Criticized, sued, and overcharged: Are barriers to reporting on sexual assault surmountable for student journalists?

On the morning of Oct. 10, 2017, five days after The New York Times released its groundbreaking investigative article on Hollywood movie mogul Harvey Weinstein, Mitchell Koch, then managing editor at University of Memphis’ The Daily Helmsman, published a story he had been working on for a little over a month.

The article told the story of Caroline (a pseudonym), a female student who was allegedly raped twice in 20 days in April 2017. A University of Memphis student who was arrested for one of the incidents “was suspended from the university for only the summer 2017 semester, but…was allowed to come back to campus August 27, the beginning of the fall semester,” Koch reported.

University President M. David Rudd was quick to criticize Koch’s reporting. “I said the article in The Helmsman was irresponsible and I’m going to say it again,” President Rudd said at a Q&A held eight days after Koch’s article was published. He was disappointed that the newspaper had written about an ongoing investigation.

Student journalists face a multitude of challenges when it comes to reporting on allegations of sexual assault or harassment on their campuses:

  • They are routinely criticized by their administrations for reporting about sexual assault, being cast as too young or too inexperienced.
  • Universities have sued their own student news organizations to prevent documents from being released, causing student newsrooms with already tight budgets to scramble for legal assistance.
  • Universities charge upwards of hundreds or even thousands of dollars for public records request, a cost most student publications — and even many commercial news outlets — cannot cover.

Criticism from universities

President Rudd criticized Koch’s reporting at a crucial time for journalism. “It just so happened that it was when all the Me Too stuff was happening,” Koch said.

Three days before the university’s Q&A, in light of Weinstein’s fallout, actress Alyssa Milano tweeted, “If you’ve been sexually harassed or assaulted write ‘me too’ as a reply to this tweet.” Milano’s tweet, inspired by civil rights activist Tarana Burke, who coined Me Too, created a firestorm. Thousands of women on social media started to write their own stories of sexual harassment and assault. The movement was born.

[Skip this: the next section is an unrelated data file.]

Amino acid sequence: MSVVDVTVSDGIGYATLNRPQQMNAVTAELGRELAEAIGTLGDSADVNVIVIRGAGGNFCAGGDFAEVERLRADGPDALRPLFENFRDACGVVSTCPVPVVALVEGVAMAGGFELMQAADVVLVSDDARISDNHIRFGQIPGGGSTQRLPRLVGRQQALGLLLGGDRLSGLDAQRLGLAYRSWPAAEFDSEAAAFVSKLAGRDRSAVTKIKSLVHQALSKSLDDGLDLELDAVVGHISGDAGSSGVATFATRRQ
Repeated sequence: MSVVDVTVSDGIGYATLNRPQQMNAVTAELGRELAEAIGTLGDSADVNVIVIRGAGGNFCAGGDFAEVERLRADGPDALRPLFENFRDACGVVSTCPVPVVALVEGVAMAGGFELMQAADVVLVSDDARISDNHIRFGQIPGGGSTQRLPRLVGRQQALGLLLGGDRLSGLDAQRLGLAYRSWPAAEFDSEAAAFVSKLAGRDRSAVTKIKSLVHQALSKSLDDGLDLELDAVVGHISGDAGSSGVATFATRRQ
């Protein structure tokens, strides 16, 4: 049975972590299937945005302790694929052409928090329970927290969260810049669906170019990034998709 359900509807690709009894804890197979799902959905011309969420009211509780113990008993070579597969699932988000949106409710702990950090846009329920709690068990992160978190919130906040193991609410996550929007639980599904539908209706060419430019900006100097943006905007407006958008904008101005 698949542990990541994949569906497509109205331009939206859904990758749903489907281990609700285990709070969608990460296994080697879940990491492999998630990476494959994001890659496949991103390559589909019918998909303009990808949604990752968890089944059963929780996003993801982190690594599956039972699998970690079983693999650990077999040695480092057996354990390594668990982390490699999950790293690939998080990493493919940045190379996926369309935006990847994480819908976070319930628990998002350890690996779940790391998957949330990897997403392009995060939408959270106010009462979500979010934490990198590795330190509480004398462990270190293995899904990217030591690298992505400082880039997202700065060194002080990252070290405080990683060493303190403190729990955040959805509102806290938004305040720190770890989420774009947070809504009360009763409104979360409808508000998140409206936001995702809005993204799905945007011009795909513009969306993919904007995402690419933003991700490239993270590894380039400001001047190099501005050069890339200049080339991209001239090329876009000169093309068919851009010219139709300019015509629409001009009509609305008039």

Koch thought he had done his due diligence in corroborating the story. He says four or five media professors and an attorney from the Student Press Law Center were consulted before the article was published. “I had that [article] run through so many people,” Koch said. He also reached out to the student who was charged with the crime. While Koch was unable to get a response, he had tried to “give another side of the story.”

Reflecting back on the Q&A, Koch laments, “I very much disagree with [President Rudd]. I think it is our responsibility to publish things like that.”

Koch isn’t the only student journalist to face criticism from administrators for covering this kind of story.

In October 2016, University of Kentucky, Lexington President Eli Capilouto sent a campus-wide letter to students explaining why the university had chosen to sue the student newspaper.

The Kentucky Kernel had started an investigation into universities across the state, requesting public records regarding sexual misconduct investigations. UK denied the Kernel’s requests and upped the ante by filing a lawsuit against the paper.

As part of the letter, Capilouto blamed the Kernel for a drop in the number of students who were coming to the university for help with sexual assault or harassment incidents. Thirty-eight people had reported sexual assault or harassment to UK in fall 2016. This was 21 people fewer than the previous year.

“The decline in the number of clients … underscores the chilling impact that news reports are having on the willingness of victim-survivors to come forward,” Capilouto said. He was alluding to a number of articles the Kernel had published about a former professor with multiple sexual assault and misconduct accusations.

The Kernel didn’t disclose assault and harassment survivor names in their articles.

Then editor-in-chief of the Kernel, Marjorie Kirk, disagreed with Capilouto’s conclusions. “I think it’s the victims [that] know that there’s questionable behavior going on at the university and they probably just have more distrust in that option,” Kirk said in an interview with local news station LEX18.

A Lexington Herald-Leader news article published shortly after Capilouto’s letter showed dips in students reporting sexual crimes to the university wasn’t a new phenomenon.

Public universities sue student news organizations 

The Kernel’s public records request was denied when UK claimed they were protected under the Family Educational Rights and Privacy Act. The paper then asked for an independent ruling by Kentucky Attorney General Andy Beshear.

Beshear asked for a private review of the requested records to see if they were, indeed, under the protection of FERPA, a process that is unique to the state of Kentucky.

UK refused to hand over the records to Beshear. At this point, Beshear sided with the Kernel, ordering UK to turn over the records. The only option left for UK was to sue the Kernel on the grounds of having a court decide whether the records were FERPA-protected.

There are two different lawsuits now. The first is whether the Kernel can have access to the records. The second is whether Beshear has the right to privately review them.